Many lawyers and professors will tell you that you win arguments based on your brief, and you lose them based on your oral argument. Frankly, I still am not sure what people mean by that.
I think they mean that judges read briefs, make up their minds, and then only a disastrous oral argument will undercut an otherwise outstanding brief. Even if you think you wrote the winning brief, that is no excuse to show up unprepared.
Sure, you might lose an extra hour of sleep, but it feels so much better to show up for a knife fight with a bazooka. If the other side shows up with a genius argument, then you are on the same ground. If the other side shows up with a bumbling mess, then you just outperformed your opponent. The day you show up in court thinking it will be a walk in the park is the day you will get slammed with questions you have no answers to.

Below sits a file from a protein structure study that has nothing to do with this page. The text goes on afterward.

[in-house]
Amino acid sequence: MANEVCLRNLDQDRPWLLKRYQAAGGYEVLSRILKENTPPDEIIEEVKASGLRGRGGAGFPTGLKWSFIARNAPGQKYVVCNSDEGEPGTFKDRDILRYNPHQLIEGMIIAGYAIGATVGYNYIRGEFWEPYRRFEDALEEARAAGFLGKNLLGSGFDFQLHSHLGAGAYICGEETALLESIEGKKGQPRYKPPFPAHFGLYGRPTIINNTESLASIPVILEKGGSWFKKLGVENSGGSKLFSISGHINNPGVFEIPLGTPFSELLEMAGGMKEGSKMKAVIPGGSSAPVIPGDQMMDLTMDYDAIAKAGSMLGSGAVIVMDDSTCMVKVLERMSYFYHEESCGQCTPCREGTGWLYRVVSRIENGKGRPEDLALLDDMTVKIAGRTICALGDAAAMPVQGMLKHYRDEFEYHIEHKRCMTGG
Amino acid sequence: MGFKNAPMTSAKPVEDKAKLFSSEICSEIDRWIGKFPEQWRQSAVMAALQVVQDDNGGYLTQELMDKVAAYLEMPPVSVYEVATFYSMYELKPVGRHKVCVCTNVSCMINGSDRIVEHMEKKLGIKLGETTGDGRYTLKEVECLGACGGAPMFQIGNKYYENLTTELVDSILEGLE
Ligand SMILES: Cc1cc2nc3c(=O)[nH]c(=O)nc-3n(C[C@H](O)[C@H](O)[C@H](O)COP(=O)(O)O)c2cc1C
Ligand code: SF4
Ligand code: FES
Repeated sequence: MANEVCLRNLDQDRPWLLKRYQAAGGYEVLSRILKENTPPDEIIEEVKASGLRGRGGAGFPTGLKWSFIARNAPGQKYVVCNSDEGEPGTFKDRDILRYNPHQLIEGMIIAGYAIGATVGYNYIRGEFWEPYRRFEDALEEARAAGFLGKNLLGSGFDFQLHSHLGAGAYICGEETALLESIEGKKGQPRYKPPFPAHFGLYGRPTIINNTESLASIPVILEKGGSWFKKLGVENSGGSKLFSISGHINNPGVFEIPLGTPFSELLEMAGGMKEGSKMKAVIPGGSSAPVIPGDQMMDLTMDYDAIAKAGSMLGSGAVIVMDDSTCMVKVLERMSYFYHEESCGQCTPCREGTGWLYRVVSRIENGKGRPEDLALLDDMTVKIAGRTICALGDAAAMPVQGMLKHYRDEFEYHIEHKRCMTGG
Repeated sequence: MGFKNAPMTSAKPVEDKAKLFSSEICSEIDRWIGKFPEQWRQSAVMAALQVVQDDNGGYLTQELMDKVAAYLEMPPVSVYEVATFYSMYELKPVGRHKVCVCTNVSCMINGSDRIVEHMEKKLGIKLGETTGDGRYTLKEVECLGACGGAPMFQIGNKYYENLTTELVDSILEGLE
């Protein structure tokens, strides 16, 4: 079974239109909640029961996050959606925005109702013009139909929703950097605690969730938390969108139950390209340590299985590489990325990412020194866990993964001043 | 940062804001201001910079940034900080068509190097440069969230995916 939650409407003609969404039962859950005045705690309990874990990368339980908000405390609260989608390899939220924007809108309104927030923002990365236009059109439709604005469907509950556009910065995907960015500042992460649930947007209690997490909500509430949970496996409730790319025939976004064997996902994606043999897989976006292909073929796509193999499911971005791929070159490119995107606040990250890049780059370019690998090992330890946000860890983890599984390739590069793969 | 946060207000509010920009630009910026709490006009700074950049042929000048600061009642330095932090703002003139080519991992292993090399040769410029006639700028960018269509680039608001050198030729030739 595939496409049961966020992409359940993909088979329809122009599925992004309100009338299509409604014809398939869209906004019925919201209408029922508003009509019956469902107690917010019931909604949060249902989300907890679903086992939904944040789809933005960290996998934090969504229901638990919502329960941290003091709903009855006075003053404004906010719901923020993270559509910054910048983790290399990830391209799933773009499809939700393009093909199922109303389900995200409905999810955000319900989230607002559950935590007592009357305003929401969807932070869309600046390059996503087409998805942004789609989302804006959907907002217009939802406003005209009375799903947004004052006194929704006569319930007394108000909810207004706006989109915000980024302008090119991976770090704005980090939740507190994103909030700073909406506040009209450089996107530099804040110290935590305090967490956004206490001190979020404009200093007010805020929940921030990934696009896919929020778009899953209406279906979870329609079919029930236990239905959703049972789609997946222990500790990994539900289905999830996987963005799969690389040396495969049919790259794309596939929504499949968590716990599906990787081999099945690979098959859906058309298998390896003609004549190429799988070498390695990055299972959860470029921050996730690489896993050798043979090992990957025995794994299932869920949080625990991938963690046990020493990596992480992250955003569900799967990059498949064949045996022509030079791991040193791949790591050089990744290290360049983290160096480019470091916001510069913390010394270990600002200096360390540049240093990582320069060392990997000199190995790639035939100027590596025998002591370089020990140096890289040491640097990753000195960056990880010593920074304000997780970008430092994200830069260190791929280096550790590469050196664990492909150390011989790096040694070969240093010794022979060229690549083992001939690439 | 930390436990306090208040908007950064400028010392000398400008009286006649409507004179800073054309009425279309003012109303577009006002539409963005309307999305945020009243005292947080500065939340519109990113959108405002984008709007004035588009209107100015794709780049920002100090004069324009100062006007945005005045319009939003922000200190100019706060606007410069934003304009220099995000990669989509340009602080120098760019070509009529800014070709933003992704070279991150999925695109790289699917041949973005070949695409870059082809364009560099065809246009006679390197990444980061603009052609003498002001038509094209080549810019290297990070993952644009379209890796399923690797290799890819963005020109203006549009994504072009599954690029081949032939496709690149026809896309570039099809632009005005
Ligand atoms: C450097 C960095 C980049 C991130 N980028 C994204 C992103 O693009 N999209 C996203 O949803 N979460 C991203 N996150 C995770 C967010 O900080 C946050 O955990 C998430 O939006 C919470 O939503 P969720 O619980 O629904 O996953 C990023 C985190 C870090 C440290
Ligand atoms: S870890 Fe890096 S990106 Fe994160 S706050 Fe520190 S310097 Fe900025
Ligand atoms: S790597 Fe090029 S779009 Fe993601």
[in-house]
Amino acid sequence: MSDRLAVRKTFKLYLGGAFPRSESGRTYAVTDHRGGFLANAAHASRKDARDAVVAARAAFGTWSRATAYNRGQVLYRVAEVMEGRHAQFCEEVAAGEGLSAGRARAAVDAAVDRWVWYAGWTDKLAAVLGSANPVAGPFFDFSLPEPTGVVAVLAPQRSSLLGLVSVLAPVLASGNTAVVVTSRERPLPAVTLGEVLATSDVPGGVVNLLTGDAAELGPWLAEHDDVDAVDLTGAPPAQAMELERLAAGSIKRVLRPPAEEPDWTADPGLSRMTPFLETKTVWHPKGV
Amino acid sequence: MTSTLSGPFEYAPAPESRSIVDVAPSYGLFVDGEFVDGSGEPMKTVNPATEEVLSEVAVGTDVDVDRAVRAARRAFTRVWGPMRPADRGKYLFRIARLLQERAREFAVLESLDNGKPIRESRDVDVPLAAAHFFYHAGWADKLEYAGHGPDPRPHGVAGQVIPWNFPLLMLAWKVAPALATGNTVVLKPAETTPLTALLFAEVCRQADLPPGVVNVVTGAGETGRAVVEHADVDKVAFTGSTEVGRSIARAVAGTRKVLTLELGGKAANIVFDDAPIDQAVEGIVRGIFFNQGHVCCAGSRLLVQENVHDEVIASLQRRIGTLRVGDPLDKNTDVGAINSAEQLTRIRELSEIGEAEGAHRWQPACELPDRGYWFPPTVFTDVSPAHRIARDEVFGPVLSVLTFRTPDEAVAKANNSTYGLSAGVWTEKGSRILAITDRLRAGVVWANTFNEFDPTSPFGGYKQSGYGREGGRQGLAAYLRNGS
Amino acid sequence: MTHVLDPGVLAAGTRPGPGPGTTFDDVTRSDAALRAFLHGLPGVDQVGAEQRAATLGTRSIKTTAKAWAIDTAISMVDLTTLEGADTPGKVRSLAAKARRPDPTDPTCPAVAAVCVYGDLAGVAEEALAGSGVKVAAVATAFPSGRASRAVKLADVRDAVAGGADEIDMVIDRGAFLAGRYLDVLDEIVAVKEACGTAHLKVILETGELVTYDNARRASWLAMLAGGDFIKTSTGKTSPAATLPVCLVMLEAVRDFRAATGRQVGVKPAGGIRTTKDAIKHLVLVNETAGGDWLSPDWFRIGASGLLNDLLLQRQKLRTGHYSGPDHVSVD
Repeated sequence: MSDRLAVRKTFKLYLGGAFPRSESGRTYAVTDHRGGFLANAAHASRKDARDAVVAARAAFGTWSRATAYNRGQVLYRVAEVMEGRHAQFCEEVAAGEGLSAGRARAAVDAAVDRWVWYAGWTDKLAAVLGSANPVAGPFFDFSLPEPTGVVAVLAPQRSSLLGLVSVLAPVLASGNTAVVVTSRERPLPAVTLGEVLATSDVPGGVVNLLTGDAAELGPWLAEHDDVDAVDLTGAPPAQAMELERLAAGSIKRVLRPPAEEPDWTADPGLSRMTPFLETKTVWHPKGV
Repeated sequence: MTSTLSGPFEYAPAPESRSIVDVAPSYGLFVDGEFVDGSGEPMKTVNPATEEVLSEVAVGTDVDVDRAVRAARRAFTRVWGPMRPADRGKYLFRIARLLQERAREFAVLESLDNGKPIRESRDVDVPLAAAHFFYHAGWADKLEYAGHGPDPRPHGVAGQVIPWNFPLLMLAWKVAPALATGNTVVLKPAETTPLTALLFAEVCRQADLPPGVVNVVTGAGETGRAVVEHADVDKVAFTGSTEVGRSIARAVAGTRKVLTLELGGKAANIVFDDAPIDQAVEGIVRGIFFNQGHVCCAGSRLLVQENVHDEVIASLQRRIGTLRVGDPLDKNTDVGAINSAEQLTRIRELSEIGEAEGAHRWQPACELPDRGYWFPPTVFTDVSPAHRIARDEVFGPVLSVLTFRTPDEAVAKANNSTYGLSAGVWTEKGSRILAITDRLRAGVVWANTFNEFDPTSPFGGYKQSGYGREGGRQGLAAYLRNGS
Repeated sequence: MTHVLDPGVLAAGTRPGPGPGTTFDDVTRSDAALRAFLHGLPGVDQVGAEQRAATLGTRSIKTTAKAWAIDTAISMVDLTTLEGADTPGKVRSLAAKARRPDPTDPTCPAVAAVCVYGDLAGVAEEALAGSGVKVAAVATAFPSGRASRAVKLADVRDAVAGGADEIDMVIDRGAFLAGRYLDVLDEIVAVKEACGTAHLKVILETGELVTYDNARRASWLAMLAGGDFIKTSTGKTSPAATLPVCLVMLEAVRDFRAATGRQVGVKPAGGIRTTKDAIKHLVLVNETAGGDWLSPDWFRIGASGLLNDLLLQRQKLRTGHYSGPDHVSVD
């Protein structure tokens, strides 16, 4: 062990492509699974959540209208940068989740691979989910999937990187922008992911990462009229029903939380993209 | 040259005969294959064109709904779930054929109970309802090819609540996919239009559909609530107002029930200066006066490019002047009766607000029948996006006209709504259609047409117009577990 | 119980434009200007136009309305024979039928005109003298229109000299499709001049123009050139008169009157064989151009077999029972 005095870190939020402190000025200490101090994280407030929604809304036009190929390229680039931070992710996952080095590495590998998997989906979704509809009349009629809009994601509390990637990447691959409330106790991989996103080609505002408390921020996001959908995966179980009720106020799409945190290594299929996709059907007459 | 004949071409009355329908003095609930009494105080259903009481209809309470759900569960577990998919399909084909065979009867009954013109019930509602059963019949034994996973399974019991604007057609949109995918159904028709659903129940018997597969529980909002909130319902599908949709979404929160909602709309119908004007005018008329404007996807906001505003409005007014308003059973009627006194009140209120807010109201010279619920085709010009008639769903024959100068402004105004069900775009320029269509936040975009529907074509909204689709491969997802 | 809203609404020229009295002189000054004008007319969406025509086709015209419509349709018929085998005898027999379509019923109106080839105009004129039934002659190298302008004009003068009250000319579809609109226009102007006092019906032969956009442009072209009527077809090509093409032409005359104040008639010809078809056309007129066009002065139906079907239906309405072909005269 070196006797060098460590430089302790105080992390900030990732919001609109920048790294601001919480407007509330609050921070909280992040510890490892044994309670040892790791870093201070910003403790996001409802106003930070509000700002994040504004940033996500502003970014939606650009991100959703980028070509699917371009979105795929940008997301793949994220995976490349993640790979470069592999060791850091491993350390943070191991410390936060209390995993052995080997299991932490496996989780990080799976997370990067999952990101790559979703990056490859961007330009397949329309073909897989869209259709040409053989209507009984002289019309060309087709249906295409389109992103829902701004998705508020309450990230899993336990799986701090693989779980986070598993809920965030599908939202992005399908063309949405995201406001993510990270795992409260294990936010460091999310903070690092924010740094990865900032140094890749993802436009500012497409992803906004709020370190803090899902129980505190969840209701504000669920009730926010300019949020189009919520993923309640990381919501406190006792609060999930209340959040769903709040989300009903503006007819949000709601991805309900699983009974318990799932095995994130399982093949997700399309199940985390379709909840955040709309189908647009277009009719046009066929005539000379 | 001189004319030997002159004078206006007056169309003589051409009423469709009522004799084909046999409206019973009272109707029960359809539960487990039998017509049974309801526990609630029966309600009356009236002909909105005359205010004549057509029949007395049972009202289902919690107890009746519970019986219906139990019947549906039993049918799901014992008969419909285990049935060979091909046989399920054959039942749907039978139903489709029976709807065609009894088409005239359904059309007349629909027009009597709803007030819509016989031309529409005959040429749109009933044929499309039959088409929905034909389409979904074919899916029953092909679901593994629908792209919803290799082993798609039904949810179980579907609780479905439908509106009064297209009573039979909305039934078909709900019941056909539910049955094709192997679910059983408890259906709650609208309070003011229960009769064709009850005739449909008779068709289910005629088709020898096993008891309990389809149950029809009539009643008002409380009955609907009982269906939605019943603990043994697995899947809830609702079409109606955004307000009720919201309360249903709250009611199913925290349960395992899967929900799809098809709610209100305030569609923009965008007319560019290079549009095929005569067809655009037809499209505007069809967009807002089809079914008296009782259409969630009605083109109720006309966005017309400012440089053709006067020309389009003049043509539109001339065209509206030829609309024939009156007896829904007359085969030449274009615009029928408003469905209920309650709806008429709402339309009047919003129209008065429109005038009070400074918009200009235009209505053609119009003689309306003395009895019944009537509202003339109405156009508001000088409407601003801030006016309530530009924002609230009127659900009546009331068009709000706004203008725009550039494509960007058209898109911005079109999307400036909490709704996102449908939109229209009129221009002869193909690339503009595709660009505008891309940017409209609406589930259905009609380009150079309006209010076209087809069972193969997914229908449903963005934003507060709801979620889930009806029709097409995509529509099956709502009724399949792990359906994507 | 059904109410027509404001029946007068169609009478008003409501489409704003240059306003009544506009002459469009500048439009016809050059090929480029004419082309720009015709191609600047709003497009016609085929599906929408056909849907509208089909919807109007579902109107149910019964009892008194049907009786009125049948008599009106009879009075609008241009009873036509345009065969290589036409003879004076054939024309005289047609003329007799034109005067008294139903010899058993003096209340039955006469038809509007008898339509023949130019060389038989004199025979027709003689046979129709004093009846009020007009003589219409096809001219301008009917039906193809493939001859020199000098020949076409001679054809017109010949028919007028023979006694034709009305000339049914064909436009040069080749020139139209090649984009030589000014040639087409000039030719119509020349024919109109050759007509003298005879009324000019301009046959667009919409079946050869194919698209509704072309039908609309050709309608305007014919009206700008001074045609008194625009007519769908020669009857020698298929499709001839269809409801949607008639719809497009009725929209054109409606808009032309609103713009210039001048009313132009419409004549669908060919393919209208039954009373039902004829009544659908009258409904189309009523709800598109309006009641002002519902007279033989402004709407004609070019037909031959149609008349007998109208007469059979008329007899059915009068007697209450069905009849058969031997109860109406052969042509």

Adjust your argument
If the judge keys on an issue, then focus on that issue. That does not mean to ignore other issues, but you can reallocate your time, and focus on what appears to now be the key issue. This is always a personal judgment call, but if the judge has made your points, then you should slim down your argument. Sometimes the most effective arguments are the shortest ones.
For example, if you are the moving party, and the non-moving party gets torn apart, consider foregoing your rebuttal. At that point, victory appears to be at hand, and there is no reason to change the momentum in the room. If your gut says to stay seated, then stay seated.
(photo: Penn State Law)